Tuesday, November 13, 2012

The People Speak

After thousands of TV ads, months of speeches, and miles of newsprint, the voters have spoken and have resoundingly re-elected Barack Obama to a second term. Governor Romney and the Republican Party are both said to be in a state of shock as they thought they had the election in the bag. The predictions of Karl Rove, Morris and others that Romney could not lose have been exploded. Rove, calling the network tallies incorrect shows how far off the mark he actually was.

Relying on a pollster which over-sampled Republicans was only one of their major errors. It didn't work for younger voters, either.

Funny, somewhere along the way, they forgot to talk to the "other America". You know who I mean, the real Americans who work every day and maybe live paycheck to paycheck who need their home mortgage deduction or their job based health insurance, but who do not see themselves either as freeloaders or victims. The ones who did not believe the lies Romney told about the Jeep business moving out of Ohio, but who did see the workers at the Bain owned plant in the Midwest being required to train their Chinese replacements before the plant work was sent to China. The real Americans who paid a higher percentage of their earnings in taxes than the man who refused to share the details of his tax returns, even though he had required his VP candidates to do so.

  • They forgot to speak to the 47% disparaged so dismissively at the secretly recorded fundraiser remarks in Florida. (Speaking of fundraisers--who knows the ultimate effect of the billions spent on this election?)
  • They disregarded the millions of first generation Americans of color whose parents had immigrated to this country from across the world who now, as citizens, proudly contribute to their communities.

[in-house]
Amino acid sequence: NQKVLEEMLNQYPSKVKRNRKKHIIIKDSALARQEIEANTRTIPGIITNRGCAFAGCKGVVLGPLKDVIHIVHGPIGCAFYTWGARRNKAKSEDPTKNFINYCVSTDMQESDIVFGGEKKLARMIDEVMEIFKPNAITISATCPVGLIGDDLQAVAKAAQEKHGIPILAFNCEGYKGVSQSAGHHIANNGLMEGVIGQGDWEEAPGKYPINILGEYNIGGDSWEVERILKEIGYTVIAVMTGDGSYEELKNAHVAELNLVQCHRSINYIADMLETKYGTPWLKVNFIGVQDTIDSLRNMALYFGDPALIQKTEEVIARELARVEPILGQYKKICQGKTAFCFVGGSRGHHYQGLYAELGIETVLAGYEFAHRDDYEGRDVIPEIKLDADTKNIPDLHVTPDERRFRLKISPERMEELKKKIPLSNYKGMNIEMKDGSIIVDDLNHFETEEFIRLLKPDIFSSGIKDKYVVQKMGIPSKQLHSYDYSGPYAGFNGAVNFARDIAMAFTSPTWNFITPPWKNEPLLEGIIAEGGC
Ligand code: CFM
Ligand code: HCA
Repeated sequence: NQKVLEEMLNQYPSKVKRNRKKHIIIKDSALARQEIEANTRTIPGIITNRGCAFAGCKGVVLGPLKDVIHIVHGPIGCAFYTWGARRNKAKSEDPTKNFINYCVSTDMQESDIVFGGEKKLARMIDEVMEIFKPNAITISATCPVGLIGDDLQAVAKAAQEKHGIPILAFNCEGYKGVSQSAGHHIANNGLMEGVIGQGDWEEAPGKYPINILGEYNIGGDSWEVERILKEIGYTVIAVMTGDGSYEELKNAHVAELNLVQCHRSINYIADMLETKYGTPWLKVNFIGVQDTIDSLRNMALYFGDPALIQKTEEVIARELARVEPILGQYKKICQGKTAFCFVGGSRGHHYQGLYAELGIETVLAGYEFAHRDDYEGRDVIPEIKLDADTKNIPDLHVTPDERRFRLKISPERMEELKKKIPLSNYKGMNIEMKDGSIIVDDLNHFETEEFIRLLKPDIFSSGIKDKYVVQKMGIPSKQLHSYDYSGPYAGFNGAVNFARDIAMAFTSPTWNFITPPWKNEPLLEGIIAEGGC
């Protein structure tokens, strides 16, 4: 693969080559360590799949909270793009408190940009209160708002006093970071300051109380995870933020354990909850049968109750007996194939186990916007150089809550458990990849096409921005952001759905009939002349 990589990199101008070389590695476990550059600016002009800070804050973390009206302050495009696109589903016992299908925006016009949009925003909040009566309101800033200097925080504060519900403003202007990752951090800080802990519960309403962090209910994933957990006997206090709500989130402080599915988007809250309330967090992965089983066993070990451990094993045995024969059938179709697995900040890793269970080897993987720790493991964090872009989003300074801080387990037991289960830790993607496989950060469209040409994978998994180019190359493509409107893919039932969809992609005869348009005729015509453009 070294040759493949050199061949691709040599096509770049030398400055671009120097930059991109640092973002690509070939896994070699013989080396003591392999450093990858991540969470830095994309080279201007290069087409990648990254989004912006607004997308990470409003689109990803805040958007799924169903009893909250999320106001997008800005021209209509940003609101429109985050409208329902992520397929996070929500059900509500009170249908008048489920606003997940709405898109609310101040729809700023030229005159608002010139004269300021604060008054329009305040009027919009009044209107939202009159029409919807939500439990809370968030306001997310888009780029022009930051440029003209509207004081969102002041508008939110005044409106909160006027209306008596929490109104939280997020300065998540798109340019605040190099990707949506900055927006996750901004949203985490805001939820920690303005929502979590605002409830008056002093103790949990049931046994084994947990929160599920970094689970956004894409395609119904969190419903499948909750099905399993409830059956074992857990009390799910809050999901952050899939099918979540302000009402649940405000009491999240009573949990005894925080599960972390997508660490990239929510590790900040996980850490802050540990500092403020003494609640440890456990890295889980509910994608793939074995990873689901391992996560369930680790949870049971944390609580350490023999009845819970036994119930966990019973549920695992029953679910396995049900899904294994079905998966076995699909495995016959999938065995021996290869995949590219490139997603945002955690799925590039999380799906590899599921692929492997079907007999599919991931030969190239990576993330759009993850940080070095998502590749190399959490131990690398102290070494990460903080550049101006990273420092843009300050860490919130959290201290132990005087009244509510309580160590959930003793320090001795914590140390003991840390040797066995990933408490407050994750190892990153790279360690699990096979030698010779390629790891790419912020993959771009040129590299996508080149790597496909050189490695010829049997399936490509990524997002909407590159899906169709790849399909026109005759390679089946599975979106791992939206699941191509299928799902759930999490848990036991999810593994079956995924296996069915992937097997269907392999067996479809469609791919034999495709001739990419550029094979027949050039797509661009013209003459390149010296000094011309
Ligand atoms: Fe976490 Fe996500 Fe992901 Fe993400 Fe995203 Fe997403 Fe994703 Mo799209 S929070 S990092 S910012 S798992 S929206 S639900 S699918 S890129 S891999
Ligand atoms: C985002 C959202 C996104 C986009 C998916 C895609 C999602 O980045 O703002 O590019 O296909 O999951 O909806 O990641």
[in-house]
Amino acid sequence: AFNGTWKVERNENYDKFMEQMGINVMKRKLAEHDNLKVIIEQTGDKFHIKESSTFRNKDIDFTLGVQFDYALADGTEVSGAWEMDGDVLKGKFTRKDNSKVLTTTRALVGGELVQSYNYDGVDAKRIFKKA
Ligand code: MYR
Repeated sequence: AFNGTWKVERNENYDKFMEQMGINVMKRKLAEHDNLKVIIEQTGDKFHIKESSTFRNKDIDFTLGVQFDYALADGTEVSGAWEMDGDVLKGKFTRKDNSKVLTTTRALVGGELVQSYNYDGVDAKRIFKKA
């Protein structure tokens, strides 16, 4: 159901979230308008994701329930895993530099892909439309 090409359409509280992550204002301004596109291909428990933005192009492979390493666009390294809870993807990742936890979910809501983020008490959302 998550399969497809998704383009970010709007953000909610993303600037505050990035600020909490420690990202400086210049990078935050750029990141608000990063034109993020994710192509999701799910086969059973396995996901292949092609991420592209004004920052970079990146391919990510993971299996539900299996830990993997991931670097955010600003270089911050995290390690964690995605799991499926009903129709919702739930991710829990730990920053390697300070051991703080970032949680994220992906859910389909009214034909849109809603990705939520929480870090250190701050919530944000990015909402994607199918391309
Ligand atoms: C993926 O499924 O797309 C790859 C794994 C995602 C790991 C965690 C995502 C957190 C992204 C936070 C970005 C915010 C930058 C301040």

• The issues of immigration were mentioned only in terms of building fences and self-deporting. President Obama's limited program of allowing those who came here as children to apply for legal identities was also widely put down.
  • They did not speak to the millions of women who visit Planned Parenthood each year for wellness exams, or who know that access to birth control is a financial issue as it allows them to balance their economics, job opportunities and family size.
  • They fanned the flames of racism with "Code-speak" talk of welfare and food stamps, forgetting the fact that the numbers of welfare recipients account for less than 5% of our population (or about 6 million of our over 310 million people) and are almost split in thirds between Whites and African Americans with a lesser number of Hispanics and "others". The 46 million people on food stamps include the young, elderly, the disabled and those below the poverty line and out of work, accounting for less than 15% of our populace.
  • The oft-repeated promises to disband "Obamacare" threatened many who had finally managed to receive health care coverage for their young children with pre-existing conditions and their young adults while they worked in entry level jobs. These are important family issues, seemingly disregarded by those who said they valued families.
  • While Romney competed aggressively in the battleground states, he lost them all. The recently "red States" of the South also saw some slippage as Florida went for Obama, while he barely lost North Carolina and again carried Virginia.
  • Some have said the Republicans are becoming a party of angry white men. While I will not go that far, I conclude that since Romney won a majority of white voters--who are a decreasing majority in this country--that there will be continued diminishing returns if this is the only outreach of the party.
  • The Republicans dismissed the "Occupy Wall Street" movement without taking time to listen to their words of disillusionment with the increasing inequities between the 2% and the other 98%. They know that the trickle down economics of not taxing the rich or so-called job creators have not worked.